Publicly funded bodies are resisting changes intended to improve services, according to a report by MSPs.
Reforms are not happening at the expected rate, changes are patchy across Scotland and “deep seated” attitudes are hindering progress, Holyrood’s Local Government and Regeneration Committee found.
Kevin Stewart, convener of the committee, said: “During the course of our inquiry, we have seen examples of different public services working together, working with the community and working to achieve change.
“However, these examples are rare and far outweighed by those who are resistant to making change and resistant to working together to bring real change into the hearts of communities across Scotland. There is a big gap between rhetoric and reality.”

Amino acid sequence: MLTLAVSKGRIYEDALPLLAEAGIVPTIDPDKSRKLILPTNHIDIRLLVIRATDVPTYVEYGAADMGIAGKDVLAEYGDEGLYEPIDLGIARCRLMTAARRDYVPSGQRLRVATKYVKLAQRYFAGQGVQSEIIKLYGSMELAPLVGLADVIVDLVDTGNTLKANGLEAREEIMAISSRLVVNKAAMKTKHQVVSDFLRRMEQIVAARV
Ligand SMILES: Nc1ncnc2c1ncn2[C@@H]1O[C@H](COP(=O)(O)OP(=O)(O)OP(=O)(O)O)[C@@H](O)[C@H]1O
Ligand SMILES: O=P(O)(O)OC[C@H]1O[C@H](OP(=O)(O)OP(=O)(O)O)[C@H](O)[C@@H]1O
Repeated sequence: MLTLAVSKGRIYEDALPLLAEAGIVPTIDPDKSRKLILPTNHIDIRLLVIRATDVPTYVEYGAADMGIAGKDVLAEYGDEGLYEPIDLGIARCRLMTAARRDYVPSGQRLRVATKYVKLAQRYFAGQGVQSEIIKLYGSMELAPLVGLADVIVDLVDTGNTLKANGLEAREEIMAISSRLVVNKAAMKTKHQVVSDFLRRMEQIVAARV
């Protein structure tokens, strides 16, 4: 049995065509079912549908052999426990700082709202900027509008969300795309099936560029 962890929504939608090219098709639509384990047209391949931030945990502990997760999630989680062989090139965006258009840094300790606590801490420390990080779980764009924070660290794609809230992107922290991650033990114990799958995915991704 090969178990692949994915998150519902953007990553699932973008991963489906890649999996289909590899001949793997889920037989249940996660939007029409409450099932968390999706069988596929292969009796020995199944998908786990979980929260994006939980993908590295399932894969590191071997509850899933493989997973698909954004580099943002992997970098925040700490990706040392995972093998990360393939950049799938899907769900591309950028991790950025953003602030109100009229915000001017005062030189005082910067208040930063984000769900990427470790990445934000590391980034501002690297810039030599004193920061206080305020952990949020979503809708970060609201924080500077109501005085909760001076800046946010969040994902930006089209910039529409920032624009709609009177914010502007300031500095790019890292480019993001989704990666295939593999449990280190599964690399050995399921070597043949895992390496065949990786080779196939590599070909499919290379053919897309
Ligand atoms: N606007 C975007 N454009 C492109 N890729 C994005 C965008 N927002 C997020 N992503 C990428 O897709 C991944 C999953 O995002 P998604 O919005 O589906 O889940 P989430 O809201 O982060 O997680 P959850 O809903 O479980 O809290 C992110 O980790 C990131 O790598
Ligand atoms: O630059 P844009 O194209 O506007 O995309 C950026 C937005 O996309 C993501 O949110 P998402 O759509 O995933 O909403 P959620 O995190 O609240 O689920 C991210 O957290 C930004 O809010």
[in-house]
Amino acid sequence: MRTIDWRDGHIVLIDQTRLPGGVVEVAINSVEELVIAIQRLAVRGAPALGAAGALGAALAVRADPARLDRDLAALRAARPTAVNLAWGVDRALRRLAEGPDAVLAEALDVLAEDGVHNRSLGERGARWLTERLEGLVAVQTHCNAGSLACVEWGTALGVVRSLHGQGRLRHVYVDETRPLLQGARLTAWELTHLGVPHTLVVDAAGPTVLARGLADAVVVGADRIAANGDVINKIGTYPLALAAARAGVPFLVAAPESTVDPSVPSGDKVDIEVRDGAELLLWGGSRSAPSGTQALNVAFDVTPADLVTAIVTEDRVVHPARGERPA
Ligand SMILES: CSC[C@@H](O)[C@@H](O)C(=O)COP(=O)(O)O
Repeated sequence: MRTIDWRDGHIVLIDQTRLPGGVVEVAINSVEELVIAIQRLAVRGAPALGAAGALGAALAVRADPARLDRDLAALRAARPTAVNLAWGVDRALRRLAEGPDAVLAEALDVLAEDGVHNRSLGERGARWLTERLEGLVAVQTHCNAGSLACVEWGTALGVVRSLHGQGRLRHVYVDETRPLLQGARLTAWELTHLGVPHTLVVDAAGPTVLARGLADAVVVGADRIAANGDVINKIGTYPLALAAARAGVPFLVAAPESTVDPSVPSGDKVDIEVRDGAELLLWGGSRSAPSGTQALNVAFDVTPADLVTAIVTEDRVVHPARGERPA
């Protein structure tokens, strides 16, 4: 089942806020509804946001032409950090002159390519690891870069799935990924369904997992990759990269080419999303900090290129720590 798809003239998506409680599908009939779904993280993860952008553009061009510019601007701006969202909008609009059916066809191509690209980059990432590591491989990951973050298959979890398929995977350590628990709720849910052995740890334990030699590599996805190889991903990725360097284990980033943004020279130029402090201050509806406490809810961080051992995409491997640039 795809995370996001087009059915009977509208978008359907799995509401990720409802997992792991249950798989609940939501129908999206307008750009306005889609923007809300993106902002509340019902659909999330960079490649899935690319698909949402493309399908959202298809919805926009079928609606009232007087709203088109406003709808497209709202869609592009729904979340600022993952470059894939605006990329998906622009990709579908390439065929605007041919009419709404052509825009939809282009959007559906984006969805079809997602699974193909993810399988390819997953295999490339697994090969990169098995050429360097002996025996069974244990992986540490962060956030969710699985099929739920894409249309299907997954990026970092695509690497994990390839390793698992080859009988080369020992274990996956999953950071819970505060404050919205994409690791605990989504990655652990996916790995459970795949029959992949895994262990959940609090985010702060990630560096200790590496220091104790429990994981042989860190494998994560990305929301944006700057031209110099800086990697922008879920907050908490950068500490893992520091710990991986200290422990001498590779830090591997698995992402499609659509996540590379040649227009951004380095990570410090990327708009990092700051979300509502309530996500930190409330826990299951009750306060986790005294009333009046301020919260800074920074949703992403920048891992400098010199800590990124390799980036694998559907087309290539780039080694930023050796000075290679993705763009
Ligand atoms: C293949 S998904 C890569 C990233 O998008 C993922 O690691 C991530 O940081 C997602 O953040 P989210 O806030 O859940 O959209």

Specific criticism was aimed at Community Planning Partnerships, which are supposed to offer a link to the public sector.
“There is a lack of leadership and poor communications and many are disconnected from the people they serve,” Mr Stewart said.
The committee concluded that finances often get in the way of reform.
Staff attitude to risk is also a problem, MSPs said in their report on the investigation.
“Put simply, too many of those engaged in public services reform are risk averse,” the report stated.
The committee looked at the issue in light of the Scottish Government’s Commission on the Future Delivery of Public Services, chaired by Campbell Christie.
“Our general conclusions echo the consensus of our many witnesses that the speed, scale and nature of the response to the Christie Commission is not adequate,” the report found.